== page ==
New Hope
The situation is changing. Karimov has asked the US to vacate their base in the country and seems to be turning towards Russia, and to a lesser extent China, for support. It is a sad indictment on the UK and US government’s that this cozy relationship is being cooled not by them, but by the murderous dictator who has been their bedfellow these last four years. Nevertheless, it presents an opportunity. The protection given to Karimov by the US and UK government’s may start to waver now that he’s not playing their game.

A Suggested Course of Action
Craig Murray has proposed sanctions against Uzbek cotton. Uzbekistan’s economy is hugely reliant on cotton, a legacy of the Soviet specialization strategy. It is the second largest cotton exporter in the world. The income from these exports is distributed almost exclusively to Karimov and his family and supporters. Conditions for workers are appalling on the cotton farms. Forced labour, including child labour, is used. Disease is commonplace. The cotton industry is also having a severe effect on the environment. Intensive irrigation is causing the Aral Sea to dry up, and the land is being heavily overused.

Cotton sanctions, would, therefore, have the greatest effect on Karimov and his supporters, who are the sole beneficiaries of the trade. The dramatic fall in the demand from cotton would free the Uzbek people from their enforced employment in the industry. Mr Murray also argues that these sanctions might have the effect of allowing Uzbek farmers to grow subsistence crops on the land instead of cotton, which might improve their standard of living. Karimov has demonstrated that he will not reform his country voluntarily. Perhaps these sanctions can apply the pressure needed for real change in Uzbekistan. For practical courses of action, timx has some useful suggestions.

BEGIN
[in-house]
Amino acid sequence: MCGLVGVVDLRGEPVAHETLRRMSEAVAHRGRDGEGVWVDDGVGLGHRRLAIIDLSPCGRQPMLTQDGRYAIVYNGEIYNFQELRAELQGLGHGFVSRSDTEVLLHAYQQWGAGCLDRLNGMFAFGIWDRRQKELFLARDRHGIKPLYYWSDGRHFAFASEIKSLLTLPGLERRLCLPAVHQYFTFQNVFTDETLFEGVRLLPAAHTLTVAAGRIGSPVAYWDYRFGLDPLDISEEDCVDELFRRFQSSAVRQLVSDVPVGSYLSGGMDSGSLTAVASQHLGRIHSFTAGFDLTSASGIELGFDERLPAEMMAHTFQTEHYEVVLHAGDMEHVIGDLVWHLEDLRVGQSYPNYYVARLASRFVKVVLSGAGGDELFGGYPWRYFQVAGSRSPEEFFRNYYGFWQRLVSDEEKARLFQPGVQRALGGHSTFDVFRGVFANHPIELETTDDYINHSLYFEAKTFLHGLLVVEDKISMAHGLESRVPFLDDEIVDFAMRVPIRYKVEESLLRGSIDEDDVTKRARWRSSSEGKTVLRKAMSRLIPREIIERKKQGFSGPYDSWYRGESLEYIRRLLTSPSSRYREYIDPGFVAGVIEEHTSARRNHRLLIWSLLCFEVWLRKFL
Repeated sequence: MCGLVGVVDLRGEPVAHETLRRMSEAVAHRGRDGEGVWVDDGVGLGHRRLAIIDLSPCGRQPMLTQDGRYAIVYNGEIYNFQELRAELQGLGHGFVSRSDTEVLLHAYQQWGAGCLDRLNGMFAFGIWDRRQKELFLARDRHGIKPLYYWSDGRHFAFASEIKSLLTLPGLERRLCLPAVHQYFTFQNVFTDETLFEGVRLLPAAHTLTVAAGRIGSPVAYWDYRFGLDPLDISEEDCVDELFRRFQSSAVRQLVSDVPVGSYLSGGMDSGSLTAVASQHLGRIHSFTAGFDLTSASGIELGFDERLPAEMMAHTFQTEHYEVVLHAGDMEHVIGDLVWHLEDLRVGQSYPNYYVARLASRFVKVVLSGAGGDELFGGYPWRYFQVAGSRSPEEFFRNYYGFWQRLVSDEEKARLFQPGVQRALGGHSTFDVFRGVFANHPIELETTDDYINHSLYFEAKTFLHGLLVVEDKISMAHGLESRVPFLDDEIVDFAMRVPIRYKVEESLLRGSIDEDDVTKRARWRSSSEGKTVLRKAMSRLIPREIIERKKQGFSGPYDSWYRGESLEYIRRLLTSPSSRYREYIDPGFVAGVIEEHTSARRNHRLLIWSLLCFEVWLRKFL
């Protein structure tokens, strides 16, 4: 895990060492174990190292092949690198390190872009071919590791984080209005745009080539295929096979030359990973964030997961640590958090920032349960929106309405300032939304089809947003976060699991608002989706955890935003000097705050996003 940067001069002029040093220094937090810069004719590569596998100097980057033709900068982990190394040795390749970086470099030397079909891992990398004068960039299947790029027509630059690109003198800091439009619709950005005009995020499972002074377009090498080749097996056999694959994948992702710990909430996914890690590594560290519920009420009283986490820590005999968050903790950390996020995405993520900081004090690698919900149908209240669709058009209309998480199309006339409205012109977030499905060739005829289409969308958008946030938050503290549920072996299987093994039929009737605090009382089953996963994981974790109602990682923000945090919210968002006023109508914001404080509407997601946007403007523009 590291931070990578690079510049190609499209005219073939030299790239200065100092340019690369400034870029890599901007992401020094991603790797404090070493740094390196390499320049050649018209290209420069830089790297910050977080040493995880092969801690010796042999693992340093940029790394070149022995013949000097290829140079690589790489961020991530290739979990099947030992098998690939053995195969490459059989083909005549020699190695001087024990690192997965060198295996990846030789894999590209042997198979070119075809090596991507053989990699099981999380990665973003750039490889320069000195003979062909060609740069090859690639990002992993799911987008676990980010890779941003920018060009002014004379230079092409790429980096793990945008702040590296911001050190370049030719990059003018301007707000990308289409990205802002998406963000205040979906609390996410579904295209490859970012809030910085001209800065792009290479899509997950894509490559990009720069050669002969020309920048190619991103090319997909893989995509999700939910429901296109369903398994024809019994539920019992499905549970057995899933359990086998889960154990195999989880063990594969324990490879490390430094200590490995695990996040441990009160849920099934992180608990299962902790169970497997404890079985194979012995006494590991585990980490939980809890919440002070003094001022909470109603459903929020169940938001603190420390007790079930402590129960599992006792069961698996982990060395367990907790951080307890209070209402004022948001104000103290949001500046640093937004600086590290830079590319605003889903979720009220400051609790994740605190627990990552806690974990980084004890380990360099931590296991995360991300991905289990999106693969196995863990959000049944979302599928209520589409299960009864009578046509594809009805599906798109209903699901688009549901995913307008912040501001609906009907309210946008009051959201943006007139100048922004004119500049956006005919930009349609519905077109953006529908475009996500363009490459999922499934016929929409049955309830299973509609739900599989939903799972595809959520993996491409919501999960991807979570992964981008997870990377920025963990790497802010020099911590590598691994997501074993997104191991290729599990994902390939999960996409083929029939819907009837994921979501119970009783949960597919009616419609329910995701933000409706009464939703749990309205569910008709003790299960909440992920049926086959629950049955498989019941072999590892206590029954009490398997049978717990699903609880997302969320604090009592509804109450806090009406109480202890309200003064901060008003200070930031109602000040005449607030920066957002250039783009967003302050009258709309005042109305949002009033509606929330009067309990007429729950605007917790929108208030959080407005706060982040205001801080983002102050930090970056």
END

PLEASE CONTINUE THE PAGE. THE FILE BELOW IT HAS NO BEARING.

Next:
Devil's Advocate
I'm not an expert and I'm inclined to support the call for sanctions but there is one thing I'm not sure about. I'm not clear how Karimov would react to these sanctions. Will Karimov seek to compensate for his loss of income by spending less on food and medicines? I've no idea. As such. I struggle to construct a plausible series of events which would lead us from the sanctions to an improvement in the situation for the people of Uzbekistan. I really don't know enough about Karimov or the country to be able to make a judgement on what would happen.

Anyway, even if you don't think sanctions are a good idea, it's still worthwhile trying to raise awareness of what is happening in Uzbekistan. The more people who know about this the more likely we are to arrive at useful solutions.

Apologies for the late arrival of this post. The first version was eaten by blogger just as I was about to start the second last paragraph (ironically, I was trying to save a draft at the time). Grr. I'm going to write my posts on a WP from now on.